Python: Defining distinct types using NewType class

Updated: February 19, 2024 By: Guest Contributor Post a comment


In recent versions of Python, particularly Python 3.10 and beyond, the language’s type-hinting capabilities have significantly expanded. Among the many features introduced, the NewType function from the typing module stands out as a powerful tool for creating distinct types. This tutorial will navigate the creation, usage, and implications of using NewType to define distinct types in Python, complemented with practical examples and best practices.

Why Distinct Types? In software development, ensuring that your function parameters, return types, and variable annotations are clearly specified can drastically reduce bugs and misunderstandings about your code’s intent. Python’s dynamic nature makes it permissive and flexible, but this can often lead to confusion and errors in complex systems. By using distinct types, developers can leverage Python’s type checking to enforce stricter type constraints and enhance code readability.

Understanding NewType

The NewType helper function allows developers to create distinct types, which at runtime act exactly like the types they are based on. However, during type checking, these are treated as separate, specific types. This mechanism aids in catching certain classes of bugs early in the development process.

from typing import NewType

UserId = NewType('UserId', int)

# At runtime, UserId acts exactly like an int, but type checkers treat it as a distinct type.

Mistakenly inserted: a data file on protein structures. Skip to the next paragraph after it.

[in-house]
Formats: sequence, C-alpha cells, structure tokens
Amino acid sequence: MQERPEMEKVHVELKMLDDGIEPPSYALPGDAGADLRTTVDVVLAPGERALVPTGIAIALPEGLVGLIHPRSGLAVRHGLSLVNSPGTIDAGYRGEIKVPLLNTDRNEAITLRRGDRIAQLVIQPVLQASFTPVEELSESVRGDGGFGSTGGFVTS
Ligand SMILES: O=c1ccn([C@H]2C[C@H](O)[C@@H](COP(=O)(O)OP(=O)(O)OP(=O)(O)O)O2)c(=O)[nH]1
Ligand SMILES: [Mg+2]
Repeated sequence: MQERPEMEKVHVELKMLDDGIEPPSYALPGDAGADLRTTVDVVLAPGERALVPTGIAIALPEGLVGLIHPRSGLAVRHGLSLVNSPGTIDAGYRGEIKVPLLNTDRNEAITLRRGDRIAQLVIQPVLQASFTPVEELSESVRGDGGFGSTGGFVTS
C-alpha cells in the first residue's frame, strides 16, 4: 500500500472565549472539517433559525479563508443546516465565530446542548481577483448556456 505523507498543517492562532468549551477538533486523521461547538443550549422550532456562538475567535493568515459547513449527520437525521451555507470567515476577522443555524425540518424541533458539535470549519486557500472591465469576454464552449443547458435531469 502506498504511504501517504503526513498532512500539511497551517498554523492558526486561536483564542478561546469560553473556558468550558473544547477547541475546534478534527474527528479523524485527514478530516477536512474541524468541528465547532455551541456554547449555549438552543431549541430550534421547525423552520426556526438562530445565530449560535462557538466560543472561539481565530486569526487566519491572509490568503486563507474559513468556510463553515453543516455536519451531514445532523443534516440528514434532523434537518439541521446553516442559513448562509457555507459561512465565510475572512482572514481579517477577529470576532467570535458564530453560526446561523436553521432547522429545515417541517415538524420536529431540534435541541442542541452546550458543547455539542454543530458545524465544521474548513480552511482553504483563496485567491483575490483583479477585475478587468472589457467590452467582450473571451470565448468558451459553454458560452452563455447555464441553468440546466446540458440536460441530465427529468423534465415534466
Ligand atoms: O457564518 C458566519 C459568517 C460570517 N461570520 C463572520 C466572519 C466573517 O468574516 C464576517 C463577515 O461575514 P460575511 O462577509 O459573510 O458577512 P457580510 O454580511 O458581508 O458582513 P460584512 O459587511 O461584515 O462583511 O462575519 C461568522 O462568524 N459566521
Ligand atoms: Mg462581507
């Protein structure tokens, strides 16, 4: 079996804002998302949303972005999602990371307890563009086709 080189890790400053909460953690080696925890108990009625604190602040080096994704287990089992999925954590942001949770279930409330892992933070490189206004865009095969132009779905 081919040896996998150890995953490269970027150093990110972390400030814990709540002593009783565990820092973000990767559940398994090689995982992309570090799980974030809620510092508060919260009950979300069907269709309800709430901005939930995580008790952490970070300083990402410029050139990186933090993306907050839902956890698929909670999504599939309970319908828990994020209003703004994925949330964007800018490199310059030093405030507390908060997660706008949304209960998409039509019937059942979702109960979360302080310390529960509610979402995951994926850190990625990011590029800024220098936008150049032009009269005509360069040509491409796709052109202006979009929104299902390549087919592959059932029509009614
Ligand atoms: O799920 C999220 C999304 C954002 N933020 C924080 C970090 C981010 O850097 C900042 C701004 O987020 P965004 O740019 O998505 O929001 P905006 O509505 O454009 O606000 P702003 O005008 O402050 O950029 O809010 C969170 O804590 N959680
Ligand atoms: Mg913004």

Creating New Types

To create a new type, you need to call the NewType function with two arguments: a string representing the name of the new type and the type from which it should derive.

from typing import NewType

Distance = NewType('Distance', float)

# Now, Distance is treated as a distinct type from float, providing clarity and type safety in your APIs.

Using New Types in Functions

Once you have created a new type, you can use it in function signatures to make your intentions clearer and enforce type safety:

def travel(distance: Distance) -> None:
    assert type(distance) == float  # At runtime, distance is still a float.
    print(f"Traveling {distance} miles")

Type Checking and Dynamic Nature

It’s important to note that while NewType aids in making type hints more explicit, it doesn’t change the runtime behavior of Python. Python remains a dynamically-typed language, and using NewType doesn’t introduce runtime type checks. For static type checking, you’ll need to use tools like mypy.

Advanced Examples

Let’s examine more complex uses of NewType, incorporating it into classes and other typing constructs:

from typing import NewType, List

EmployeeId = NewType('EmployeeId', int)

class Employee:
    def __init__(self, id: EmployeeId): = id

# Creating a list of employee IDs, now more explicitly typed.
employee_ids: List[EmployeeId] = [EmployeeId(1), EmployeeId(2)]

Common Pitfalls and How to Avoid Them

While NewType can significantly improve your code’s type safety, there are common pitfalls to be aware of, such as treating new types as entirely new classes and expecting runtime behavior changes. Remember, NewType is primarily a tool for static type checking.


Python’s NewType offers a compelling way to introduce distinct types into your codebase, providing clarity and preventing certain kinds of bugs. Now equipped with the knowledge of how to define and use these distinct types, you can make your Python programs more robust and readable. Remember that NewType is only a part of Python’s type hinting system, and embracing the full spectrum of typing features can considerably improve your development experience.